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One Year Since Adoption, El Salvador Reaps Rewards of Bitcoin

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By Landon Manning

A year has passed since the Republic of El Salvador adopted bitcoin as legal tender, and now the country looks towards its successes and its future as it continues to bet on the cryptocurrency.

The Central American nation shocked the world on September 7, 2021, as it announced that bitcoin (BTC) would be accepted as a legal currency, and that the government would be taking steps to facilitate its adoption and usage in addition to buying a stockpile of the asset. The move to adopt bitcoin was spurred by a number of reasons, not only to stimulate economic growth but also to radically fight for El Salvador’s economic independence. Before adopting bitcoin, El Salvador’s only legal tender was the U.S. dollar. Similar to the dollar, El Salvador is equally powerless to determine the value of bitcoin, but bitcoin holds the distinct advantage of being decentralized, with its monetary policy beholden to no government or corporate entity.

Now that this radical experiment has had a year to bear fruit, there are many lessons to be learned for the future of bitcoin adoption worldwide. One, of course, is that the mainstream economic establishment would first laugh at and then grudgingly respect bitcoin within the developed world, while coverage towards El Salvador has been overwhelmingly and consistently negative

The attitude of press agencies is just one aspect of the attack on Bitcoin, however. The International Monetary Fund (IMF) has been taking an increasingly hardline stance towards the nation ever since its adoption. This comes as no surprise. The IMF is frequently accused of putting countries in a “debt trap,” and for good reason. Of the 89 countries that have received loans since the 1960s, more than half have had no further economic development, and more than one-third have in fact seen their fortunes shrink. Bitcoin and its adoption are a real thorn in the side of this establishment, and they are far from powerless to fight.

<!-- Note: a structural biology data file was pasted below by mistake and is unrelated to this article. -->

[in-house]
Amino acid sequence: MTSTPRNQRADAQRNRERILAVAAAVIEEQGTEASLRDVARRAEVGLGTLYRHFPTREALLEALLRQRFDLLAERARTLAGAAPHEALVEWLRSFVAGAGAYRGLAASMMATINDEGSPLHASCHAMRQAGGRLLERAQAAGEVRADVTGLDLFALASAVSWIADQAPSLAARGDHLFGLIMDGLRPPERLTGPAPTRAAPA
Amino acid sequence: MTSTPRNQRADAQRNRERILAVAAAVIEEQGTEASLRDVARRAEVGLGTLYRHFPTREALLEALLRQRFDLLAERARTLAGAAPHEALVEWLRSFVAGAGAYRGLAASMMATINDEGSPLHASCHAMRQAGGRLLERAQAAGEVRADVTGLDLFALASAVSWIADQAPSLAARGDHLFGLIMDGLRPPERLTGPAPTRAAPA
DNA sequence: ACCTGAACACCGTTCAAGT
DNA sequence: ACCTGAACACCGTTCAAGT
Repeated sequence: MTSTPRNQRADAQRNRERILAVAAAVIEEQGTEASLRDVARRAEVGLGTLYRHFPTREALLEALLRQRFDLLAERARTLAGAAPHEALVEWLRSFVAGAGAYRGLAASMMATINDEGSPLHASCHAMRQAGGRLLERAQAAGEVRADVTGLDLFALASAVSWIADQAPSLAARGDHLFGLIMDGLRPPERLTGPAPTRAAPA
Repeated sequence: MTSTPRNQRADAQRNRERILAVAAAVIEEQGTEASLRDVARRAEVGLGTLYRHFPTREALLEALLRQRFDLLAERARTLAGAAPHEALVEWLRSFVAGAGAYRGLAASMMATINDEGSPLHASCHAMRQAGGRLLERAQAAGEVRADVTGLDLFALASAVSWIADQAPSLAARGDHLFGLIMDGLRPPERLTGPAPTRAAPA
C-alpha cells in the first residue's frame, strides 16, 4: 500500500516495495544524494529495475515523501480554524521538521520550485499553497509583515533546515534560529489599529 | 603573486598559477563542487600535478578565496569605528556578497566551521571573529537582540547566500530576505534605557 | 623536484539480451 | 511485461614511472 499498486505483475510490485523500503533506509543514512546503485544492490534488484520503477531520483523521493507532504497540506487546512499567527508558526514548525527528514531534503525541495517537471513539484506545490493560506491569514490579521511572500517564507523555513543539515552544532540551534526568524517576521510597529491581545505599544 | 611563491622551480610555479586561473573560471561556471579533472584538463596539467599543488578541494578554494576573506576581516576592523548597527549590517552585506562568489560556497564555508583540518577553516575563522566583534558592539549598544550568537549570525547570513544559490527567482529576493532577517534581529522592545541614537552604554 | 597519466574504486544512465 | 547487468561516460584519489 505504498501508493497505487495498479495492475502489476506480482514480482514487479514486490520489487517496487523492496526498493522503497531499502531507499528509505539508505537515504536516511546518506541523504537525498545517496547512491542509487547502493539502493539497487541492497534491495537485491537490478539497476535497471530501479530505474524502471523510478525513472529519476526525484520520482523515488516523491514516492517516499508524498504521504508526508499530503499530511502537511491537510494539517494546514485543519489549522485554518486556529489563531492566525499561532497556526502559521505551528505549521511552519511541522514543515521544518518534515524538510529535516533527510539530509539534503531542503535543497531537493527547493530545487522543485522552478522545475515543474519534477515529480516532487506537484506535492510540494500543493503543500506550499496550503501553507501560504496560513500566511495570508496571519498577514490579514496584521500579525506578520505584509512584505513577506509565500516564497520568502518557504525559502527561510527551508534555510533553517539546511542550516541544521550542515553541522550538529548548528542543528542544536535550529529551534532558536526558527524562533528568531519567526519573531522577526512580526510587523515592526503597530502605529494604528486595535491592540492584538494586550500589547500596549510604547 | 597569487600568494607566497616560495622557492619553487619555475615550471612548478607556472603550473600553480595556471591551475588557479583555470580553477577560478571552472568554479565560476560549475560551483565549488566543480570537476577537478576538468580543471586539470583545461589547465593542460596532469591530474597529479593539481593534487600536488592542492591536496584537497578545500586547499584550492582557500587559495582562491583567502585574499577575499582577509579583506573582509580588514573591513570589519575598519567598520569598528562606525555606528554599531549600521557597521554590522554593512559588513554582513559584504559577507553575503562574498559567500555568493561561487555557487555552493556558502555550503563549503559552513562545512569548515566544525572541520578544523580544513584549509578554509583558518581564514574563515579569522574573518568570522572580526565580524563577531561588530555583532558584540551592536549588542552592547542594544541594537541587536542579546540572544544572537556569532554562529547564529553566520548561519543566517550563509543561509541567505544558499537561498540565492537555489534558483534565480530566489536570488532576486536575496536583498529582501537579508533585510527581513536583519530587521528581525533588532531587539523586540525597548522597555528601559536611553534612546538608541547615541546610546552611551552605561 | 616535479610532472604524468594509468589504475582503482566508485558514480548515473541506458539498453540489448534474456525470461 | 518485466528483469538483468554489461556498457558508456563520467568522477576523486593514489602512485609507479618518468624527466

However, despite these portrayals, the data proves some inarguable benefits to the nation for betting on bitcoin. For starters, it is frequently treated as “proof” of bitcoin’s failure that only 20% of businesses use the currency by the one-year mark, but this state of affairs exists in a country where more than 70% of the population is unbanked. Even a fraction of that level of bitcoin adoption is unheard of on the entire continent, and bitcoin is penetrating into society with only a year into its adoption. State-sponsored wallets, gradual adoption and usage of the Lightning Network have all facilitated greater use on the individual level.

According to statistics, El Salvador has seen remarkable advantages in several fields in the past year. The country has largely rebounded from the pandemic, with tourism up 30% from pre-bitcoin adoption levels and the gross domestic product (GDP) has increased by 10%. Rates of inflation and emigration are some of the lowest in Central America, the country has more private investment than in the last 60 years, exports are up by nearly 20% and the nation has seen wide increases in remittances, a popular use case for bitcoin.

The nation has certainly come onto some hardships in the past year of walking the path of bitcoin adoption. Fluctuations in the bitcoin price have certainly cost the government some money and levels of adoption still have a ways to go. However, the government passed this initial bill with a supermajority of legislative support, and that support has not gone away in the first year of this experiment. El Salvador has, despite all detractors, managed to weather setbacks and criticisms, and can point to a series of concrete gains from the world’s number one decentralized internet currency. Now that the seal has been broken, any future nations that wish to join El Salvador will have a better idea of what setbacks they may face, and how to best maximize their talents. As El Salvador begins year two of its bitcoin adoption, the future ahead is looking bright.

The views and opinions expressed herein are the views and opinions of the author and do not necessarily reflect those of Nasdaq, Inc.



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